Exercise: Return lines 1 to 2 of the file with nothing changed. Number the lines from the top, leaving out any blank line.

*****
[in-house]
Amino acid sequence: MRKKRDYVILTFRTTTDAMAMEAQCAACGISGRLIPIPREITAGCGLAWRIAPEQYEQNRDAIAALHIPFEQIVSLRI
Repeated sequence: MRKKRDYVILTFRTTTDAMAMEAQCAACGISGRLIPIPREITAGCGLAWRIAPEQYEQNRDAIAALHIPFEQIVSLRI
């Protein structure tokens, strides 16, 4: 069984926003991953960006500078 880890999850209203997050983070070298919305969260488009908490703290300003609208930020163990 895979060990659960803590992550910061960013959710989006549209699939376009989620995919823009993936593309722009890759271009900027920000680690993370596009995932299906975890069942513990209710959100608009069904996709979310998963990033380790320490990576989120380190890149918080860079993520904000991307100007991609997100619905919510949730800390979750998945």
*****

[in-house]
Amino acid sequence: MRKKRDYVILTFRTTTDAMAMEAQCAACGISGRLIPIPREITAGCGLAWRIAPEQYEQNRDAIAALHIPFEQIVSLRI